On a Friday night in June, Ulan Bator’s only gay bar is a dark building in a sea of dark buildings. Its shades are drawn, its door shut tightly. But inside, the 100% Bar is flush with joie de vivre.
Tall Mongolian men in designer shirts stand with their arms around one another, blowing clouds of cigarette smoke. A rainbow flag mingles with the vodka bottles behind the bar.
Mongolia, a traditionally pastoral country of 2.7 million people sandwiched between Russia and China, is a tough place to be gay. Homosexuality was considered taboo from the 1920s until 1990, when the country was under Soviet rule. Before 2002, it was technically illegal.
But over the past few years, a small group of human rights activists in Ulan Bator have braved ostracism, intimidation and violence to forge a gay community. In 2009 they established Mongolia’s first gay rights organisation – the Lesbian, Gay, Bisexual and Transgender Centre. They have engineered a high-profile media campaign on Mongolian TV and pushed for anti-discrimination legislation in parliament. "Basically, the situation is improving there," said Robyn Garner, a co-founder of the LGBT Centre, who now lives in the Philippines. "But it’s still a dangerous place to be LGBT."
Mongolia’s recent discovery of vast mineral deposits has sent its economy into overdrive. Expensive bars and restaurants have blossomed among the capital city’s Soviet apartment blocks and narrow, rubble-strewn alleyways.But an influx of foreign capital has also stirred a rise in ultra-nationalist neo-Nazi groups who believe in using violence to keep foreign influence at bay. Their shadow lies over the city, in the swastikas graffitied on the walls of tenement buildings and in gangs of bald, leather-clad men who prowl the streets at night.
Many gay Mongolians live in fear of these groups. In 2009, an ultra-nationalist gang beat and raped three transgender women on the outskirts of the city. LGBT Centre staff members have experienced death threats and attempted abductions. "It was only by the grace of God that we managed to escape," said Garner.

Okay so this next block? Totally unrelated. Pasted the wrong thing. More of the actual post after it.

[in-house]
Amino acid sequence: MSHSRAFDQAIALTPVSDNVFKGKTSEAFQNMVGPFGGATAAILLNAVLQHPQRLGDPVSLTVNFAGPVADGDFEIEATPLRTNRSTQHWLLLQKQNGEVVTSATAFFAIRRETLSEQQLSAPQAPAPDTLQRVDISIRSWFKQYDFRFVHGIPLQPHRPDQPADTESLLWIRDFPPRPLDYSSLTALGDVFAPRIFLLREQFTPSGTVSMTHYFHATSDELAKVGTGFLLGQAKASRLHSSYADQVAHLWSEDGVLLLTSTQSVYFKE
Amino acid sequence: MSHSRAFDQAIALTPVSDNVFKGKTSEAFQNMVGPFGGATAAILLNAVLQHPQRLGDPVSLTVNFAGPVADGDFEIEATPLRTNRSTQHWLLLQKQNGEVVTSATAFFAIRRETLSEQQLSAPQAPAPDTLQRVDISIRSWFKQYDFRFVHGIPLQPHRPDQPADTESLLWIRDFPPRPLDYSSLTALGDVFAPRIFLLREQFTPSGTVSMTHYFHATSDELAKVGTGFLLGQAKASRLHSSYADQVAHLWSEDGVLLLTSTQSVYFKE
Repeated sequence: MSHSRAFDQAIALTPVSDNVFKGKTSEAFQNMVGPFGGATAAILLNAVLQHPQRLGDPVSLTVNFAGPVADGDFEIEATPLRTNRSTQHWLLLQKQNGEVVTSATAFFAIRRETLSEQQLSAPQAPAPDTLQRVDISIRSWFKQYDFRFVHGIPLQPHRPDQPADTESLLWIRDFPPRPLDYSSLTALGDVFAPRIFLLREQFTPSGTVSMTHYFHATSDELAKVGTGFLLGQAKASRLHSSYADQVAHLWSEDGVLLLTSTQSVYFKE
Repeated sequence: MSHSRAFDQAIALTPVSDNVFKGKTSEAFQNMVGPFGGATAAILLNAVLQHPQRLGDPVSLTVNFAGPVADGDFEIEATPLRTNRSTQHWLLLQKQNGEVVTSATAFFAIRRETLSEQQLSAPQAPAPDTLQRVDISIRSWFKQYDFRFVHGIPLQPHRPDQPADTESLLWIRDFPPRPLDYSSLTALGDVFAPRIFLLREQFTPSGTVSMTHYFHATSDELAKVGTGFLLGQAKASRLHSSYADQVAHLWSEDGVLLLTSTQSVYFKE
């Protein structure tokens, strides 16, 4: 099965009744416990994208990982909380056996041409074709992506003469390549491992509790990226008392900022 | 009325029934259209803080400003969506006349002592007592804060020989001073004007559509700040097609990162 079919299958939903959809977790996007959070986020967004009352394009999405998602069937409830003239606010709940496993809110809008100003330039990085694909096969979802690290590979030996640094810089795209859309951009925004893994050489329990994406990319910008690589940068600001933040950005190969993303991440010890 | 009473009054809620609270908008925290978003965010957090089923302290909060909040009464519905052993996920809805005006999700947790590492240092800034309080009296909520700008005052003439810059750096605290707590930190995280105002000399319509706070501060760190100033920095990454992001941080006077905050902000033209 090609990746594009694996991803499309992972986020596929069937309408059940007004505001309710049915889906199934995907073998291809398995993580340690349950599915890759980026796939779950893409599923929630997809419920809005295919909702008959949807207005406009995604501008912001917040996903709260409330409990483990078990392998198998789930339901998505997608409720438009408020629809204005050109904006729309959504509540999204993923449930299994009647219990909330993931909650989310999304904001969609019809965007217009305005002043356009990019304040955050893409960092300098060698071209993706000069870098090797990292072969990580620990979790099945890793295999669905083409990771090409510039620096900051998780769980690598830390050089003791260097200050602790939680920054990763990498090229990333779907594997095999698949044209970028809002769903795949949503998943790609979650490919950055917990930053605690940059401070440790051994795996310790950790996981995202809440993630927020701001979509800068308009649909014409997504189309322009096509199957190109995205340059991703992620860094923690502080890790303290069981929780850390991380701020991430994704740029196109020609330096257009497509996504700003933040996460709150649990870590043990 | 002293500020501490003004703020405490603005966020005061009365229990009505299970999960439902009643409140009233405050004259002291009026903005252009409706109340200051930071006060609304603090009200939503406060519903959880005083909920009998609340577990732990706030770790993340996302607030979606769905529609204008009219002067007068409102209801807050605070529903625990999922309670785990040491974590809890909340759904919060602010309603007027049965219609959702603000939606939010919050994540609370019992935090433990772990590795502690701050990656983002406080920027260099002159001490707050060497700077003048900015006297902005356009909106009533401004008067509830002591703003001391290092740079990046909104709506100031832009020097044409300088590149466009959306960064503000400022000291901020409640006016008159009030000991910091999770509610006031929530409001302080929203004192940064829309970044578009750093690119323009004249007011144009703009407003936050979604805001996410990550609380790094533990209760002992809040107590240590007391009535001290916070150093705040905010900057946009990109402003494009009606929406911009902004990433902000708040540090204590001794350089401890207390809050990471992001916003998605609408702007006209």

Although Ulan Bator’s LGBT community is growing quickly, activists say that the country’s legacy of Soviet intolerance has been hard to shake. "The majority of the public believes that being gay is just imitating cool foreigners," said Otgonbaatar Tsedendemberel, the centre’s current executive director.
Tsedendemberel, 32, said that in the Mongolian countryside – an endless expanse of grassland and desert where almost 40% of the population live in felt-lined tents – young men were under intense pressure to marry and have children by the age of 25. Many gay Mongolian men fear that their parents will view their homosexuality as a betrayal.
His first attempts to register the organisation, in 2007, were fraught with bureaucratic snags. The authorities banned him from using foreign terms in the organisation’s title, but the words lesbian, gay, bisexual and transgender do not exist in Mongolian. Academics at the Mongolian Academy of Science denied his request to add them to the lexicon.
In November 2009, after three years of fighting, the group caught the attention of the president’s human rights adviser. One month later, the request was approved. "Mongolians have a saying that it’s not yet time, and when the time comes things will happen," said Anaraa Nyamdorj, a 35-year-old transgender man who manages the 100% Bar and helped found the LGBT Centre. "They don’t realise that unless you make sure that the time comes, the time will never come."
One night in February, Nyamdorj’s sister’s ex-boyfriend walked into the 100% Bar, shouted "So you’re a man now!" and punched him in the face, fracturing his eye socket.
Despite the violence, Nyamdorj has found a few unlikely allies. That night, he staggered to the police station with Tsedendemberel and found an officer who regularly patrolled by the bar. The policeman recognised Nyamdorj immediately, and after expressing concern, asked him politely if Tsedendemberel was his boyfriend.
"Just because I’m a dude and I’m there with a friend, he just assumed that I was gay," Nyamdorj said with a laugh. "I said, ‘OK that’s really sweet.’"